My ancestors hover in the household like ghosts enjoying a summer vacation.
I’m descended from a New England family whose maternal forebears emigrated from England in the 1600s. Because of this, I’ll let you know that New Englanders really do “use it up and wear it out” before anything is discarded. I’ve unpacked a lot of their trunks, had boxes to sort through and albums to review. It’s not unusual now to straighten up a room and stop to examine Great Grandpa Ballou’s letters from Fort Barrancas when he was with his Vermont Regiment, read postcards from Grandma Fisk invariably taking a train to another town where she’d lecture, or trip over the toleware candle sconces Great-Great-Grandpa Ezra Pierce played with as a child in 1816.
It’s more unsettling to look at the hair collection. These are snippets of hair collected in the 19th century from the family members who had passed on. They were carefully woven, knotted and tied in bows as keepsakes. Each is identified on cards by name and dates bracketing their life. While the cardboard is disintegrating, the hair might have come from sweeping up a barbershop floor yesterday. This is not the sort of thing I can carry to the Antiques Road Show, so they’ve all gone into a single large envelope labeled “HAIR,” waiting for my children or grandchildren to decide what to do with this memorabilia of mortality.
My limited religious ruminations stop at the thought that we remain immortal until our last acquaintance passes on. Death isn’t abrupt, but it does catch up eventually. Given this dollar-store theology, I opt for saying you’re “alive” until you’re no longer remembered by anyone. (It might help to have some rural legends, like firewood theft prevention, to pass along for posterity.)
I’ll give proper due to statues in the town square collecting bird droppings and the tombstones moldering in the marble orchard. But I can also suggest the World Wide Web is an option for immortality.
Grandmother Fisk, for example, had been a lecturer on the Chautauqua Circuit in the first decades of the 20th century, traveling the country as America’s Foremost Cartoonist. She drew pastel sketches while narrating her stories — patriotic, humorous and historic — before small-town audiences while. By idly Googling her name, I discovered the University of Iowa had an extensive digital collection of Chautauqua information. I called the archivist at the U of I libraries, who exclaimed, “We had the notes and programs and schedules, but we had no idea what the actual content of the programs involved!” I was happy to donate her papers, photos, lecture notes and stories, which are now online. Even better, she’s been given a new lease on life as students research women’s liberation and write their master’s theses.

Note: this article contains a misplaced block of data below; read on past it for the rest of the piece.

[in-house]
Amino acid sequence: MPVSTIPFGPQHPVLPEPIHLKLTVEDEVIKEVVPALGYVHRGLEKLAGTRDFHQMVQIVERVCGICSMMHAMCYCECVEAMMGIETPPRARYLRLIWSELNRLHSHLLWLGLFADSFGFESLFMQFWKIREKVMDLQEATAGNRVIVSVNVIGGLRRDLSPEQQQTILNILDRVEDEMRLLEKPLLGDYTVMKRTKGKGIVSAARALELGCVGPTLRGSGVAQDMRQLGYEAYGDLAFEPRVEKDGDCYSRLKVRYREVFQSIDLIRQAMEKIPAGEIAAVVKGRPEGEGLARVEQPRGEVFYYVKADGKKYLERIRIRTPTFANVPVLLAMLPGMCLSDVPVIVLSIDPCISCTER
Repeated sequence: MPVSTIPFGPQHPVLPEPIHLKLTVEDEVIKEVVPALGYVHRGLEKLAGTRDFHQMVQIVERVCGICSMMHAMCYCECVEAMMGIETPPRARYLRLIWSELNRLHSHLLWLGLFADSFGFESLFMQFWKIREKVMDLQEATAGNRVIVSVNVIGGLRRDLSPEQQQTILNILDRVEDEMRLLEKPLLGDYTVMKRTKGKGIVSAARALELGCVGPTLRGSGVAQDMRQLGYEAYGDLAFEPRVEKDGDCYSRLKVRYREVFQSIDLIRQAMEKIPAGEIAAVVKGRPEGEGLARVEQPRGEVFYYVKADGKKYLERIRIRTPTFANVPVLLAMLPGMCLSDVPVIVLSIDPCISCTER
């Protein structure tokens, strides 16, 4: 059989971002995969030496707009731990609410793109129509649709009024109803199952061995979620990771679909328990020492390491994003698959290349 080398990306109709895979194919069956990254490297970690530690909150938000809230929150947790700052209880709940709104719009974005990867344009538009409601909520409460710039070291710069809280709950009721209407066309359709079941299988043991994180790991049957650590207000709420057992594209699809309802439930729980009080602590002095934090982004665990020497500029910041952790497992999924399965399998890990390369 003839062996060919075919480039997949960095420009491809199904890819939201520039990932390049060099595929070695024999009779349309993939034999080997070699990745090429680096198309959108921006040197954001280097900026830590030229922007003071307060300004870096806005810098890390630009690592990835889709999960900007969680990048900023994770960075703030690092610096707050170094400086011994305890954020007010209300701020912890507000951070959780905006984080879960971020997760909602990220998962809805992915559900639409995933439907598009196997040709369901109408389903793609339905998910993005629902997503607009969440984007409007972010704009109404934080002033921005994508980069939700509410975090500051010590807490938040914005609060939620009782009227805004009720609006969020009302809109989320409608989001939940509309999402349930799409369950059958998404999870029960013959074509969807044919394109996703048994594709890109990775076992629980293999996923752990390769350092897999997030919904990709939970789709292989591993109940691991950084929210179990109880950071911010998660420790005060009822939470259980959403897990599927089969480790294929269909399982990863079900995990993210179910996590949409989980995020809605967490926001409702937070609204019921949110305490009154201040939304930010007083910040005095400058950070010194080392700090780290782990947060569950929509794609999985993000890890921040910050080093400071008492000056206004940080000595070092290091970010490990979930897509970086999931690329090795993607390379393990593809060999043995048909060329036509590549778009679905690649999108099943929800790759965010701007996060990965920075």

|Marion Fisk, "Tenting Tonight"|
I brought her father back to life as well with a piece of “true fiction.” Grandma Fisk would tell me stories when I was a child curled up in her four-poster bed. One recollection was about a famous song to come out of the Civil War, “Tenting Tonight on the Old Camp Ground.” This song made the name of its composer, Walter Kittredge, known all over our country. Kittredge would visit her father — my Great-Grandpa Ballou — and together they’d sing “Tenting Tonight.” The warmth of the “tent” formed by Grandma’s canopied bed and all those memories can still comfort me. And perhaps even comfort her spirit if she’s sitting on the bedpost. Just possibly, my great-grandfather, a loyal Union soldier, also would have a tear in his eye while tucked in snugly on the Web.
Long-dead ancestors have all come back as living memories to new generations, as alive as personalities as they were when the ladies chatted about them in the kitchen. I’m looking now at an ambrotype portrait of my great-grandmother as a child in 1859. In her penciled memoir, Mary Ballou wrote in the third person, “At 3 years of age her first picture was taken by a traveling photographer, Lawrence by name. She sat in a borrowed high chair, belonging to Charlie Jones [a neighbor child]. Black it was with white line trimmings & a diagram on the back. Her dress was pale orange with little white diamond patterns, low neck, short sleeves, and Mary was half afraid, but altogether curious to see the man put his head under a black cloth. Mother was ill with typhoid fever, and Mary was recovering from the same.”
Little Charlie Jones died from typhoid shortly afterwards, and I wonder who remembers him. He never delivered a speech or wrote a letter, nor had his likeness captured in an ambrotype. Just a tombstone marks his passing, or a post script on his parents’ marker, that makes small claim to his “immortality.”
Those New Englanders who never threw anything away? Mary saved a swatch of her dress. More than 150 years later, the pale orange still has an otherworldly glow as I show it to my grandchildren.
Our poignant search for unfading, eternal life compels us to store school photos, snapshots and Daguerreotypes. Those “Kodak moments” are a way to store time in a bottle. The Internet now gives them greater universality.
We can waltz through a live-for-the-moment future till the devil demands his due. Then, the words of the dead become precious commodities. But, there’s good news. Our images and words can be archived, repeated and shared. Their spirits can be invited to the dinner table.